'Emergent Church' v. Fundamentalism
Editor’s Note: Over the past few decades, Christian Evangelicalism has claimed a prominent place in American religious – and political – life, but some of its harsher elements are now being challenged by adherents to what's been called an “emergent church.”
In this guest essay – a follow-up of an earlier report about this development – the Rev. Howard Bess recounts some personal reactions to his previous article:
Three weeks ago I wrote a column about the emergent churches in America. I wrote the column as a report, not as an opinion. I credited Professor Scott McKnight of North Park University in Chicago and cited his eight characteristics of the emergent church.
The Emergent Church column produced the largest response that I have ever had from any of my newspaper writings. Apparently readers forwarded the column to friends, and it was posted on many blogs and internet news services.
Responses came from California to New Jersey and from Texas to Michigan. The responses were from young and old and from Caucasians to African Americans.
I am coming to an unscientific conclusion that something basic is happening on the religious scene in America.
I am choosing to share three specific responses:
John Chuchman is a retired Ford executive and a devout Roman Catholic. In retirement he has earned a Master of Arts degree in Pastoral Ministries and gives his time as a Hospice volunteer. He is a skilled writer and in 2006 published a book entitled I Love My Church, But Oh My God!
John sent me his own vision of an emergent Roman Catholic Church. It is two pages long. The following words reveal the tenor of his entire message to his church:
“We compare what Jesus had in mind with what is going on in our churches, and we see a need to start over. We want a fresh start with serious intent to follow Jesus.
“We want a much broader definition of what it means to be accepted in the family of God.
“Thinking and speaking and writing about God as an exclusively male entity is demeaning and inconsistent with our ideas of human value and worth.”
John indicated that he was going to attempt to give his essay a broad distribution. The piece deserves to be read by many.
Robert Jensen teaches at University of Texas in Austin. He teaches media law, ethics and politics. He grew up in North Dakota and was nurtured in the Christian Faith in the First Presbyterian Church of Fargo.
In the process of his educational journey, Robert Jensen left the Church and the Christian Faith. Now at age 50 he has reluctantly returned to church seeking a faith that makes sense in this world.
Jensen has written a book that was published earlier this year, entitled All My Bones Shake. Dr. Jensen graciously sent me a review copy of the book, and I am well into reading the volume.
He summarizes the concern of religion with three questions: How did the world come to be? What is our fate after death? How shall we live while we are here?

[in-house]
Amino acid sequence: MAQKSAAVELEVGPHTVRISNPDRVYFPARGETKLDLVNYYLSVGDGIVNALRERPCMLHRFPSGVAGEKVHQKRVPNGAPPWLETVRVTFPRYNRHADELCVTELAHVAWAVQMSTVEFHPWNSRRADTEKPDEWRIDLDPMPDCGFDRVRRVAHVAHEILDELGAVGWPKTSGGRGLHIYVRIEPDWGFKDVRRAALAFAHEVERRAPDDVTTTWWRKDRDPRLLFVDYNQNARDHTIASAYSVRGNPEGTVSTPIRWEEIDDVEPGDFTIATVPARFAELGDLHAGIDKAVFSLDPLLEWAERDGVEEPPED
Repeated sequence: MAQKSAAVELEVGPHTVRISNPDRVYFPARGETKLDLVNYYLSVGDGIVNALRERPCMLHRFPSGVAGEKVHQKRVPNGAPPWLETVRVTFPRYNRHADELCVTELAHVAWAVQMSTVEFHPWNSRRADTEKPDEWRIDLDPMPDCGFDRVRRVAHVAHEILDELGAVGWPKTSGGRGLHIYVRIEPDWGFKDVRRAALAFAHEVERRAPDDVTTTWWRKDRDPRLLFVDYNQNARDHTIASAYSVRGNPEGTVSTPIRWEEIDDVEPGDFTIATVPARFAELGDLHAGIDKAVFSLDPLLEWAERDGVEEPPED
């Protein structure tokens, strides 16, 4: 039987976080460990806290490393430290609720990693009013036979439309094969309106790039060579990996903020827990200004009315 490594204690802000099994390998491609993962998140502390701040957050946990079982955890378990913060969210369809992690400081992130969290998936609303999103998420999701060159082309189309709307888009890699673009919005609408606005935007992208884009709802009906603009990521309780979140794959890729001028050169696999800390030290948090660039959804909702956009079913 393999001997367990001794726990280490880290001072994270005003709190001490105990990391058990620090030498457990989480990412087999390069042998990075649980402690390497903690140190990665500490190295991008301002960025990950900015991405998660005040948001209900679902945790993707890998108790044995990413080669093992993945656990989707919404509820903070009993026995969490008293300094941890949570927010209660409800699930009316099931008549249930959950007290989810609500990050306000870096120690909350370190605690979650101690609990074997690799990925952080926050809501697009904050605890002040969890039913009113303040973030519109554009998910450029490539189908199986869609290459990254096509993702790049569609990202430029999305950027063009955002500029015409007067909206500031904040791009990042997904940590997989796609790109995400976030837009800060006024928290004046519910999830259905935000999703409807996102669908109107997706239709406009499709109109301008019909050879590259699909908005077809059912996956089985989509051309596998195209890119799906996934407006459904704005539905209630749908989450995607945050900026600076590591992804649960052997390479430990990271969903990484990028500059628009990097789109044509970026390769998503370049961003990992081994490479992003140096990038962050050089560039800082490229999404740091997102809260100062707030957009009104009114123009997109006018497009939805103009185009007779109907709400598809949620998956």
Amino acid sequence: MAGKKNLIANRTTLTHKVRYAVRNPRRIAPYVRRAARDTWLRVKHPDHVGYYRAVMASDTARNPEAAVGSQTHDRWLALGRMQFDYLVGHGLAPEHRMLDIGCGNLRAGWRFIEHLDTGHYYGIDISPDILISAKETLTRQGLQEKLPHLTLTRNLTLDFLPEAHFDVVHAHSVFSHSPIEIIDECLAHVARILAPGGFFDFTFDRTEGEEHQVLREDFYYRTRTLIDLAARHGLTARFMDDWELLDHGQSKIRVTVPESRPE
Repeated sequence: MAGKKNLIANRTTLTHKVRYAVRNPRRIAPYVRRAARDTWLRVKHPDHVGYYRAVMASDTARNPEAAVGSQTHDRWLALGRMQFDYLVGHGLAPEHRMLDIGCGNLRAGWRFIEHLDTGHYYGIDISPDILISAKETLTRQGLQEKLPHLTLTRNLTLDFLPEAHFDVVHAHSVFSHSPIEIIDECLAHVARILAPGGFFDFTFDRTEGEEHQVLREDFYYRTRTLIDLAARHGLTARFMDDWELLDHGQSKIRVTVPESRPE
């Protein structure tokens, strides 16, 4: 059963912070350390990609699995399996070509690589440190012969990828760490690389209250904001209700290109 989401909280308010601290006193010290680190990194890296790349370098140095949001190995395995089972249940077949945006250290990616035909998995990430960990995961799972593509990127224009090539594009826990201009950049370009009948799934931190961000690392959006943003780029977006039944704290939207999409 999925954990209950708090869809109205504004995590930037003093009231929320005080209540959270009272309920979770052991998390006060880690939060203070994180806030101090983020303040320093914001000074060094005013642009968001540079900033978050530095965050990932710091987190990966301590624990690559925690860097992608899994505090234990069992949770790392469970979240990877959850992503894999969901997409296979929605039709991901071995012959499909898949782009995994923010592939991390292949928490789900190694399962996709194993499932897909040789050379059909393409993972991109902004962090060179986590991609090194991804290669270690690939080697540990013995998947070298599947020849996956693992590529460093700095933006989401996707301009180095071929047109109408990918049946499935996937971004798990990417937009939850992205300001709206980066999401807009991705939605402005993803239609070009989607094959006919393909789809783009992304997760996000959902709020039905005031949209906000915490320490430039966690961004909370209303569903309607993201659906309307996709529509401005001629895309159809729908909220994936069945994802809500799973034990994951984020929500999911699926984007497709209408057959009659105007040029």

The first two questions are not his concerns. The third question is central to his life journey. Jensen left me with four challenges:
I can be a man, or I can be a human being.
I can be white, or I can be a human being.
I can be an American, or I can be a human being.
I can be affluent, or I can be a human being.
Dr. Jensen’s concerns are right at the heart of the emergent church.
Out of writing a column about the emergent church, I have ended up with two books that I believe are worthy of my reading.
The Rev. Gilbert H. Caldwell is the third respondent that I have chosen to share. He is African American, 75 years old, a retired United Methodist clergyperson who lives in Asbury Park, New Jersey.
He served multi-racial/multi-culture churches as pastor. He served as a District Superintendent and is a founder of United Methodists of Color for a Fully Inclusive Church. Gilbert was a foot soldier in the Mississippi Freedom Summer, participated in the Selma to Montgomery March, and the March on Washington.
Pastor Gilbert wrote a response to each of Scot McKnight’s eight characteristics of the emergent church. I share with you his response to the first, “rejection of Bible inerrancy.”
To make his point, Caldwell cited Howard Thurman, one of the truly great African American clergypersons of the 20th century. Thurman said that his grandmother told him “Never read the writings of the Apostle Paul, because he is responsible for the words ‘Slaves, be obedient to your earthly masters.’”
Whenever Thurman shared the story of his grandmother, he would then quote the spiritual that says “Before I’ll be a slave, I’ll be buried in my grave and go home to my Lord and be free.”
Pastor Gilbert continued “I contend that a belief in Bible inerrancy with the fundamentalism that accompanies it has made hypocrites of those who proclaim it.”
When I read his commentary on all eight of the characteristics, I concluded, Rev. Gilbert H. Caldwell is an emergent, who was well ahead of his time.
My reaction to all of this is very positive.
John Chuchman wants a new day in his church, a new day that is marked by a serious following of Jesus of Nazareth. Robert Jensen wants a new day in which his life can have meaning in a very real world. Gilbert Caldwell wants a new day in which race is irrelevant. All three have chosen to be a part of churches as they seek the new day.
I too want the new day of an emergent church. I am willing to be identified as an emergent.
The Rev. Howard Bess is a retired American Baptist minister, who lives in Palmer, Alaska. His email address is email@example.com.
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